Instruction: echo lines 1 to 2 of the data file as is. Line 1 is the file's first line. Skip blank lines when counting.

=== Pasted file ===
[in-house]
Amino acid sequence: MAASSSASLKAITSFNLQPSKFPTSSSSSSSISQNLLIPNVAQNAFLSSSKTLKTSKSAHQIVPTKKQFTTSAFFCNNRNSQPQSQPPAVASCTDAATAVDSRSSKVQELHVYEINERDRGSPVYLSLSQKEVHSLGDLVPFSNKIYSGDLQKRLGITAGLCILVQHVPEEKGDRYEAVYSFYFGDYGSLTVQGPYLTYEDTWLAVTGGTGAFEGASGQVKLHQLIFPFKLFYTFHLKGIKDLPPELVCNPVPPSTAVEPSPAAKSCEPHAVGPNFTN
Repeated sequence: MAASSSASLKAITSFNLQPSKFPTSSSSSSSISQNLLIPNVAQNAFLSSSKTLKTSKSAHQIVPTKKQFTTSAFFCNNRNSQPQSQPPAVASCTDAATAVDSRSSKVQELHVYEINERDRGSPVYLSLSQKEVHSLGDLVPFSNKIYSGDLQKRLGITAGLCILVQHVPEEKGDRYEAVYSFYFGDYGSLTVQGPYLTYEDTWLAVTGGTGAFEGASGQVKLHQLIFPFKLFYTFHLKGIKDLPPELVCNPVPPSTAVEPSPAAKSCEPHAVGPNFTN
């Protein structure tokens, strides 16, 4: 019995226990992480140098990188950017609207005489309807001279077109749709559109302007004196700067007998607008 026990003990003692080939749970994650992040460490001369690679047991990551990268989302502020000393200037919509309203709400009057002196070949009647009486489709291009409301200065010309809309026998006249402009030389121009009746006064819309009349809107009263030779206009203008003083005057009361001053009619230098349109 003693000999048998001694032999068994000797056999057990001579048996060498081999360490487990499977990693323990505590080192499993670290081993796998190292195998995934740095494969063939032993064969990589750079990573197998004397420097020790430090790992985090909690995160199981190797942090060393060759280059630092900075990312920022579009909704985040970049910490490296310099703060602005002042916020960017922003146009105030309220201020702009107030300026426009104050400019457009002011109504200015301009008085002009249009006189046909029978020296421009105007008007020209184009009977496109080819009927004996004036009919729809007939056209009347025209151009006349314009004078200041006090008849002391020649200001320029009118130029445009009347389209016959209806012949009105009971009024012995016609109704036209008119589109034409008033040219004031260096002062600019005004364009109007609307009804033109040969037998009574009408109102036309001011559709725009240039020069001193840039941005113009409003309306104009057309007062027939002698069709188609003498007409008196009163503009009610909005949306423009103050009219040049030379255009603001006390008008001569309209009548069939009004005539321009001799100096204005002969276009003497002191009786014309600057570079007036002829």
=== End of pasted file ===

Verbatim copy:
[in-house]
Amino acid sequence: MAASSSASLKAITSFNLQPSKFPTSSSSSSSISQNLLIPNVAQNAFLSSSKTLKTSKSAHQIVPTKKQFTTSAFFCNNRNSQPQSQPPAVASCTDAATAVDSRSSKVQELHVYEINERDRGSPVYLSLSQKEVHSLGDLVPFSNKIYSGDLQKRLGITAGLCILVQHVPEEKGDRYEAVYSFYFGDYGSLTVQGPYLTYEDTWLAVTGGTGAFEGASGQVKLHQLIFPFKLFYTFHLKGIKDLPPELVCNPVPPSTAVEPSPAAKSCEPHAVGPNFTN